This community is just a fraction of the huge legacy Damien Kelly left when he died suddenly and tragically in his sleep in 2019. In many ways, he lives on in the lives of those he never met.
The first part of becoming part of a community is to know that community and, with that in mind, the two disparate groups came together as one at an open-door event when Damien John Kelly House opened. Residents and staff were on-hand to welcome them, answer any questions, dispel a myth or two and, at the event’s conclusion, even to accept apologies from some of the most previously vehement objectors. Honesty, acceptance and willing.
“We had over 300 objections when we started this,” Head of Services Jacquie Johnston-Lynch told me. “And now we’re in demand,” adds PJ.
In more ways than one. The charity Action on Addiction reports an 86 per cent spike in those seeking help compared with this time last year. As demand for addiction services grows, opportunities for post-rehab recovery support remain depressingly, worryingly and dangerously thin on the ground.
PJ, whose own recovery has previously been documented in these pink pages, told me: “Rehab is not what we are and it’s important that people know the difference. Rehab is a strict regime – you’re in groups, in therapy all day, no phone. Then there’s recovery houses where you’re basically just left. A key worker will come and see you for an hour a week and that’s it. We wanted to be something in the middle of those two.”
And that means offering more support, a different of support?
“Yeah, so people have got sobriety behind them when they come to us, they know the landscape of the recovery world and what it requires of them. They’ve got their own free time, but we offer a mini programme to open them up to other things. Saying to people, ‘You’ve worked hard to get clean and sober, but what for? To do what?’”
Structured around similar elements to those PJ himself leant on, the programme sees art and culture, music and sport as an integral part of recovery. For those who’ve previously felt excluded by their addiction – or perhaps more honestly, those who used addiction to exclude themselves – there is an exposure to new ideas, new thoughts, new ways for growth while also reconnecting with the familiar. New priorities in life.
The cultural stream of the programme at the house presents opportunities for residents to engage with the wider community, through workshops, theatre and gallery visits, and strong links between Damien John Kelly House and Liverpool’s cultural sector. Creativity is actively encouraged in all, in whatever shape or form that might be. It is a powerful tool in recovery and can bring about profound changes in the way people see themselves and their future. It brings hope through expression and honesty, which is the true keystone of recovery from addiction. Art heals.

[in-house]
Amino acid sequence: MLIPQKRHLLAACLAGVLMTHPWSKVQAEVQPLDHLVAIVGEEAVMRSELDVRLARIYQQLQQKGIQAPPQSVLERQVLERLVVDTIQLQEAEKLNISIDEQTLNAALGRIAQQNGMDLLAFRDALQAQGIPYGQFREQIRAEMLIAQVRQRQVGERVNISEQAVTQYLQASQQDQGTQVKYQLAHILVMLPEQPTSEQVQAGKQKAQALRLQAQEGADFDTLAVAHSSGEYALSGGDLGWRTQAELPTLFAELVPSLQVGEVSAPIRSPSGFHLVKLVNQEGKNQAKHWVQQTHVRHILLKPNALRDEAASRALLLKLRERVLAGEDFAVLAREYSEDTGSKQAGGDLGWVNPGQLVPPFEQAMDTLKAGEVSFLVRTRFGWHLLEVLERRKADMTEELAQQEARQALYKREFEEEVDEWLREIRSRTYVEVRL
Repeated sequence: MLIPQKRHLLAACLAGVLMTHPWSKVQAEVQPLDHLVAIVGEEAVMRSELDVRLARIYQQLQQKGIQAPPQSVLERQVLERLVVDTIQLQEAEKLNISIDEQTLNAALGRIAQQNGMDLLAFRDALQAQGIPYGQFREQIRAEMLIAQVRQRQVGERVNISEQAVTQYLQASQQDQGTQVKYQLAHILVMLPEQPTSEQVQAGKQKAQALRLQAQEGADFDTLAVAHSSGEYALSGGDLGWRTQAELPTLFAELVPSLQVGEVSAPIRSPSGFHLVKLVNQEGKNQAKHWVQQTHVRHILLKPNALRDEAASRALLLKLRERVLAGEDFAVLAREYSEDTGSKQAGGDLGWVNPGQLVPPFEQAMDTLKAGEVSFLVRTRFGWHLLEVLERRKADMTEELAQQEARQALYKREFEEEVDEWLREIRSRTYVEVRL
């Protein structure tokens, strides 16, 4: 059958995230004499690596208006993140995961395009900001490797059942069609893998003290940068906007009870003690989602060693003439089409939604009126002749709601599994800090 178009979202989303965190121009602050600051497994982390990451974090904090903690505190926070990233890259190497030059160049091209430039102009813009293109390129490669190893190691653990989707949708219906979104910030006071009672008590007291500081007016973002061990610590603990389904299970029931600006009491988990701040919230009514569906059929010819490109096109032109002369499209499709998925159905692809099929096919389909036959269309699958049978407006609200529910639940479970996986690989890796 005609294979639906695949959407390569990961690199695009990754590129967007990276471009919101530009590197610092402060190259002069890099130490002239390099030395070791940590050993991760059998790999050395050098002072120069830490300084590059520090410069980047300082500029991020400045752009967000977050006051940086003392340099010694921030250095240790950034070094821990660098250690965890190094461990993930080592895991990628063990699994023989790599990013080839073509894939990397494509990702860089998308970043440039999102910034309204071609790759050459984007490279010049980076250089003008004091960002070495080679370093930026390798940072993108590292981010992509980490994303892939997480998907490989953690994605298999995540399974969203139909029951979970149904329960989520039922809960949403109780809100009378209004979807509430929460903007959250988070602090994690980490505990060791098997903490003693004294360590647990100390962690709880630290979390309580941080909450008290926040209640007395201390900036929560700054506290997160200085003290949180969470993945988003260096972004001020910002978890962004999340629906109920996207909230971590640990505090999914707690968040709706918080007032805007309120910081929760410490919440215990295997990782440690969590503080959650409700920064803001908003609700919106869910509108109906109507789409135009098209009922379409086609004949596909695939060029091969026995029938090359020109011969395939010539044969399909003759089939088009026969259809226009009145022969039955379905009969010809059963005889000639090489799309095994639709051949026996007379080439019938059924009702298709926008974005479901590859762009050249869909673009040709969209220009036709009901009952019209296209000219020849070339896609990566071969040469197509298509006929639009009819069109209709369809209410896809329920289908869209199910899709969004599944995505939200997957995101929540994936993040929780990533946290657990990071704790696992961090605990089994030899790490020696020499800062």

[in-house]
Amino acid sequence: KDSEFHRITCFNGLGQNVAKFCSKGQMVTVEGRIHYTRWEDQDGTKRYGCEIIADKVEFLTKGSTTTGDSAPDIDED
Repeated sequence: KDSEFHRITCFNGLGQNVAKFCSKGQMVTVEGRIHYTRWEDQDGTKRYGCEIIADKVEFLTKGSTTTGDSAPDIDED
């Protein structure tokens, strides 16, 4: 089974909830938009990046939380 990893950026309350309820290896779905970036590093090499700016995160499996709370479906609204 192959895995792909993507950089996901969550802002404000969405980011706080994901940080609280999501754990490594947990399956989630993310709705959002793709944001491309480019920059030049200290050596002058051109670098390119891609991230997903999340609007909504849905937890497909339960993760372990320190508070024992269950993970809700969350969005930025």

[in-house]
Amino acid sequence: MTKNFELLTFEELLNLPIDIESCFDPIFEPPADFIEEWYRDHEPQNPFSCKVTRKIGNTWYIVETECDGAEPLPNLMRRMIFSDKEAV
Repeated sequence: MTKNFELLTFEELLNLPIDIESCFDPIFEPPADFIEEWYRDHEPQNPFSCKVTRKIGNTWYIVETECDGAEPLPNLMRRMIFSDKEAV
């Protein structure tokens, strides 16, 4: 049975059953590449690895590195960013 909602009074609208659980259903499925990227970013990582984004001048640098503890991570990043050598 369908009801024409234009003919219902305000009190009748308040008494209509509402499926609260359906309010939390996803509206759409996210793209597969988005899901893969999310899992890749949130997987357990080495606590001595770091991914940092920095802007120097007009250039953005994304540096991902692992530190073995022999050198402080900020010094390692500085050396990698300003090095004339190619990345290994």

Sam is a photographer, artist, writer and – since he put addiction behind him and entered Damien John Kelly House – is now a filmmaker. When we first met, he spoke of himself as Sam the addict. Sam the drunk. “Fucked Sam” as he put it.
“Addiction is the death of self, the death of whoever you thought you were,” he says. “You’ve built this thing which isn’t you. When I came here I didn’t know who I was or what I was. Didn’t know who my mates were. I didn’t know anything. The thing about this house and this programme is it’s allowed me to find personal meaning. I’ve heard it before from people, they’ve said the same, it’s allowed them to find the true them.”
Creativity was always in him; collage, photography, writing all coming together as a single escape route which he calls his ‘practice’. Each element inspiring the others. Even in the depths of his addiction, he’d still create.
“It were fuckin’ sporadic, like,” he says with a strong South Yorkshire inflection. “I knew I wouldn’t be able to get where I wanted to be with it if I kept getting fucked. I used to joke about it… but I kept getting fucked.”
Across the room from Sam, another resident, Wayne, talks through his experiences of the programme at the house. He’s found a new priority, a new way to the same personal meaning Sam spoke of.
“I was supposed to be starting rehearsals for a play at the Epstein Theatre before the first lockdown,” he begins. “I first came to the house July  and by November I’d done two shows, in Edge Hill and the Unity Theatre, with Truth To Power Café, it was great.”
From there, with eyes opened anew to the wealth of creative possibility recovery brings, Wayne paid a visit to an open night, again at The Unity.
“It’s a new thing, a 20-week course. I had to apply and do an audition, but I was accepted. There was only eight of us who were accepted out of two hundred, then lockdown happened…”
“We were working with directors, actors,” he continues, “they said they saw something me. I got such a lot out of it, though, it was amazing. I’ve started writing, I’ve got things in mind, get some funding. Now I just want to grab it with both hands. For me it’s connection and just not saying no to these things. That’s what being here has given me.”
Recovery stories, tales of creativity, community, regrowth. A future borne of honesty, acceptance and willing at Damien John Kelly House.
As Jacquie puts it, “We know that people in Liverpool have some kind of addiction story in their family; addiction is rife in our communities. We’ve all got addiction stories. Our job here is to create recovery stories.”
And the people of Wavertree are now proud to be neighbours.